04 February 2015

What About Ruby?

Diving into a new language

What About Ruby

For the past few weeks I have been playing around with Ruby, a totally new language for me. I thought that it would be a good idea to list the most important aspects and useful information that I am learning about it and share it with you:

Interpreted language. A program doesn’t need to be compiled previously into machine-language instructions.

Object-oriented language. Everything is an object and every operation is a method call on some object. It is class-based, meaning that objects are instances of classes, which determines their type.

Dynamic language. It executes at runtime common programming behaviours that static programming languages perform during compilation. These behaviours could include extension of the program, by adding new code, by extending objects and definitions, or by modifying the type system (metaprogramming). It also can ask objects about themselves (reflection).

Dynamically typed aka duck typing, objects have types but variables don’t.

Naming Conventions

ClassNames use UpperCamelCase:

class TodoList

Methods and variables use snake_case:

def add_todo_item ... end
def mark_item_complete! ... end   # => changes object's state
def complete? ... end             # => returns a boolean

Types of variables:

TEST_MODE = true    # => CONSTANTS (scoped)
$TEST_MODE = true   # => $GLOBALS (not scoped)
number = 0          # => local variables
@number = 0         # => instance variables

Symbols are like immutable strings whose value is itself. When a symbol is used it denotes specialness. In terms of memory, a symbol will be just saved once, while a string will be saved everytime.

favorite_framework = :rails
:rails.to_s() == "rails"
"rails".to_sym() == :rails
:rails == "rails" # => false

Variables, Arrays, Hashes

There are no declarations:

  • local variables must be assigned before use
  • instance & classes variables == nil until assigned

Variables in Ruby can contain different values and different types of values over time:

x = 10; x = 'foo'; x = [1, 2, 3]

Arrays can have different types of objects inside. Find below a list of the most useful methods:

array = [1, 'two', :three]
grocery_list = ["milk", "eggs", "bread"]

# Accessing items in arrays
grocery_list[-1] # last item of the array

# Adding items to arrays
grocery_list << "carrots"
grocery_list.push("potatoes") # adds item at the end
grocery_list.unshift ("celery") # adds item at the beginning
grocery_list += ["ice-cream", "pie"]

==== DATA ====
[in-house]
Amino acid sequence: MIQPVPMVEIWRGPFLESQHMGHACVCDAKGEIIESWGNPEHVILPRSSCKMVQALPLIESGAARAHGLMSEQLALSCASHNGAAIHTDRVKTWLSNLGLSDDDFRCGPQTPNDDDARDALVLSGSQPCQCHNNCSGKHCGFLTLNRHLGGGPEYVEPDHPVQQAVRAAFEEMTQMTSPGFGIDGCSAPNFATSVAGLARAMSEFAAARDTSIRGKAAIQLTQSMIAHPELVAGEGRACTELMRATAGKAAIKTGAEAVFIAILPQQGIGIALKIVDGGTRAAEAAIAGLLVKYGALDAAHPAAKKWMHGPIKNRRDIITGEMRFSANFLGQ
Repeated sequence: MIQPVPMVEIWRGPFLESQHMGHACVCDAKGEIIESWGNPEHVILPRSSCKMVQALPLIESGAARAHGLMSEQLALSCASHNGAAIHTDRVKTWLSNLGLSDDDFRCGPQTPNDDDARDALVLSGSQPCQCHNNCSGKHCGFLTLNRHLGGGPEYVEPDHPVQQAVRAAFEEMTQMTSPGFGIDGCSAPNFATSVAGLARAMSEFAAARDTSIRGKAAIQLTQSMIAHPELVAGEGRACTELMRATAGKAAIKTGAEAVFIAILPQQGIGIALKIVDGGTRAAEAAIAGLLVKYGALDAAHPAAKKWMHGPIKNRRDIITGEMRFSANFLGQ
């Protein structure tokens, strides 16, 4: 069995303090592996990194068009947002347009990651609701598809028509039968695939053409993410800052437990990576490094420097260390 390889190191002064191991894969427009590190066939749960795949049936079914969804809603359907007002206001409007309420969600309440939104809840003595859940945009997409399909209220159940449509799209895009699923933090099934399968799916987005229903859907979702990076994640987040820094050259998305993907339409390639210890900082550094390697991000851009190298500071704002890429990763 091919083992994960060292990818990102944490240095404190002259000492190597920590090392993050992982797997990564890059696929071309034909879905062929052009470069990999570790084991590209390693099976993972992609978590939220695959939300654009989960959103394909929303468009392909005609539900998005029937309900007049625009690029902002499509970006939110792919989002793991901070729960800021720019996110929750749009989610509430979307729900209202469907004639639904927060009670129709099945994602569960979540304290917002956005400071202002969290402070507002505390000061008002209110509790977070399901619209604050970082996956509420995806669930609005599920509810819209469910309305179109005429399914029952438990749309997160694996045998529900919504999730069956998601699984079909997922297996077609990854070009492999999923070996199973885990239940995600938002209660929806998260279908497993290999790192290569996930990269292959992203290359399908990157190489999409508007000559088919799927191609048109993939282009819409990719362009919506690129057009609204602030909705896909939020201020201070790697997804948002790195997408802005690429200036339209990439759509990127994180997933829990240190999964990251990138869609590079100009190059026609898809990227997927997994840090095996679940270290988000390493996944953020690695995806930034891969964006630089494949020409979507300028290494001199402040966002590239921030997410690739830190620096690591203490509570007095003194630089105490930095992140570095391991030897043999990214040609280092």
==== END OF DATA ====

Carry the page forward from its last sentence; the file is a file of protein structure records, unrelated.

grocery_list.insert(2, "oatmeal") # insert at the index of 2

# Removing items from arrays
grocery_list.shift # drops first item in array
grocery_list.drop(2) # drops 2 last items in the array
grocery_list.pop # drops the last item in the array

# Common arrays methods
grocery_list.length # => 3
grocery_list.count("eggs") # how many occurrences
grocery_list.include?("eggs") # => true or false

Hashes are also a very important part of the language, called associative arrays in other languages such as PHP, from where I come from now. Find below a list of the most useful methods:

x = { 'a' => 1, :b => [2, 3] }
hash = { "item" => "Bread", "quantity" => 1 }

# Accessing items in hashes
x[:b][0] == 2
hash.fetch("quantity") # => 1
hash["quantity"] # => 1
hash.values_at("item", "quantity") # => ["Bread", 1]

# Adding items to hashes
hash.store("calories", 100) # (new key, new value)
hash.merge({"calories" => 100})

# Working with hash keys
hash.keys # => ["item", "quantity"]
hash.has_key?("item") # => true
hash.key?("item") # => true
hash.member?("brand") # => false

# Working with hash values
hash.values # => ["Bread", 1]
hash.has_value?("brand") # => false
hash.value?(1) # => true

# Common arrays methods
hash.length # returns the number of key-value pairs
hash.invert # inverts keys and values


When using methods it is important to remember that everything (except fixnums) is pass-by-reference:

def foo(x, y)
  return [x, y+1]

def foo(x, y=0)   # y is optional, 0 if omitted
  [x, y+1]        # implicit return, last exp returned as result

def foo(x, y=0) ; [x, y+1] ; end

# Calling a method
a, b = foo(x, y)
a, b = foo(x)        # when optional arg used

Strings & Regular Expressions

Strings could be expressed in different ways:

"string", %Q{string}, 'string', %q{string}